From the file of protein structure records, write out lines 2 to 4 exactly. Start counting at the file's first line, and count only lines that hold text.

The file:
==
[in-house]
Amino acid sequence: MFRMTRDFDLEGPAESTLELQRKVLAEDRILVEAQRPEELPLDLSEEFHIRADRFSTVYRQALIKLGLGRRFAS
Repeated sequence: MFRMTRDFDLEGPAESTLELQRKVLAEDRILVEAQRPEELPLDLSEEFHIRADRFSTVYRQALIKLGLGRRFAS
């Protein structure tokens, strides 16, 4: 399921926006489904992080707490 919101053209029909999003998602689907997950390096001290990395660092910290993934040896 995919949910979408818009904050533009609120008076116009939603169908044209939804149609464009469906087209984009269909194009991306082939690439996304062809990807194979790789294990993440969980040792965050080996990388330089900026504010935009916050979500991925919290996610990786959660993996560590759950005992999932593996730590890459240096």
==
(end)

Amino acid sequence: MFRMTRDFDLEGPAESTLELQRKVLAEDRILVEAQRPEELPLDLSEEFHIRADRFSTVYRQALIKLGLGRRFAS
Repeated sequence: MFRMTRDFDLEGPAESTLELQRKVLAEDRILVEAQRPEELPLDLSEEFHIRADRFSTVYRQALIKLGLGRRFAS
């Protein structure tokens, strides 16, 4: 399921926006489904992080707490 919101053209029909999003998602689907997950390096001290990395660092910290993934040896 995919949910979408818009904050533009609120008076116009939603169908044209939804149609464009469906087209984009269909194009991306082939690439996304062809990807194979790789294990993440969980040792965050080996990388330089900026504010935009916050979500991925919290996610990786959660993996560590759950005992999932593996730590890459240096």